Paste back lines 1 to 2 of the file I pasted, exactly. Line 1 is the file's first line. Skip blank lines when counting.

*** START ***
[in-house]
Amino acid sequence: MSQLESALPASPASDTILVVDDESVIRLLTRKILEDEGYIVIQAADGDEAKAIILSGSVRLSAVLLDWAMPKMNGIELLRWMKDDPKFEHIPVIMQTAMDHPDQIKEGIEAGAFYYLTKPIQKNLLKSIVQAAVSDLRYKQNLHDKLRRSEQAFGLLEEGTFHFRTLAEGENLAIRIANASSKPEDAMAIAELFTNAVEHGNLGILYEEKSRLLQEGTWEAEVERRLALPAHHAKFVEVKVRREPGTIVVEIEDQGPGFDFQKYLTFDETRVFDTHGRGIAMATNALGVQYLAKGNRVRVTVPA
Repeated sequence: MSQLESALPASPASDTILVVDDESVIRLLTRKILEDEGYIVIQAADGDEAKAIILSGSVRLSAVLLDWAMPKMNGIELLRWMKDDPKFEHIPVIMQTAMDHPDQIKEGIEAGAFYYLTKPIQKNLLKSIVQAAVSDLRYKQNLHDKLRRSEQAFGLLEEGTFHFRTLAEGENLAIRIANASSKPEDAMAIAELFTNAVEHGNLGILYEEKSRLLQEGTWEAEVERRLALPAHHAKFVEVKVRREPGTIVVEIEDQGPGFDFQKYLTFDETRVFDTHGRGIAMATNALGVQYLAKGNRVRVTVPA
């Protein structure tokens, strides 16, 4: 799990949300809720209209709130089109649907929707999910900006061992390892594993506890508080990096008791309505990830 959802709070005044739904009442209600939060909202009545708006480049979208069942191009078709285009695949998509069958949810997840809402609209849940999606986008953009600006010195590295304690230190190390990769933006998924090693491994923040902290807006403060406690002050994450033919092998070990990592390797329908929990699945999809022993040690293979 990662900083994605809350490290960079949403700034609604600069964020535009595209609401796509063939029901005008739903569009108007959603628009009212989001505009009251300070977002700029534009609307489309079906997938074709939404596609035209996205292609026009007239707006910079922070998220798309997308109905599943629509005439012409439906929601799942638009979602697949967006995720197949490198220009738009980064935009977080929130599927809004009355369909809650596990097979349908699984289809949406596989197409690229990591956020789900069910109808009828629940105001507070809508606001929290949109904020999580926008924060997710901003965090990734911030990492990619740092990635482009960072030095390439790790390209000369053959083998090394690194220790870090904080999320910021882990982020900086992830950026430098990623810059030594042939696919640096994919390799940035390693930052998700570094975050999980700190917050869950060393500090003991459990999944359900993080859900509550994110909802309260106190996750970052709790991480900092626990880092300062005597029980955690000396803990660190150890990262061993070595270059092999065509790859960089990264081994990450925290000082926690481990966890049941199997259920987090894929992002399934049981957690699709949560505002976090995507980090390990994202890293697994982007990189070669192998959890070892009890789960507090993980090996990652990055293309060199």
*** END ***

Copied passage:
[in-house]
Amino acid sequence: MSQLESALPASPASDTILVVDDESVIRLLTRKILEDEGYIVIQAADGDEAKAIILSGSVRLSAVLLDWAMPKMNGIELLRWMKDDPKFEHIPVIMQTAMDHPDQIKEGIEAGAFYYLTKPIQKNLLKSIVQAAVSDLRYKQNLHDKLRRSEQAFGLLEEGTFHFRTLAEGENLAIRIANASSKPEDAMAIAELFTNAVEHGNLGILYEEKSRLLQEGTWEAEVERRLALPAHHAKFVEVKVRREPGTIVVEIEDQGPGFDFQKYLTFDETRVFDTHGRGIAMATNALGVQYLAKGNRVRVTVPA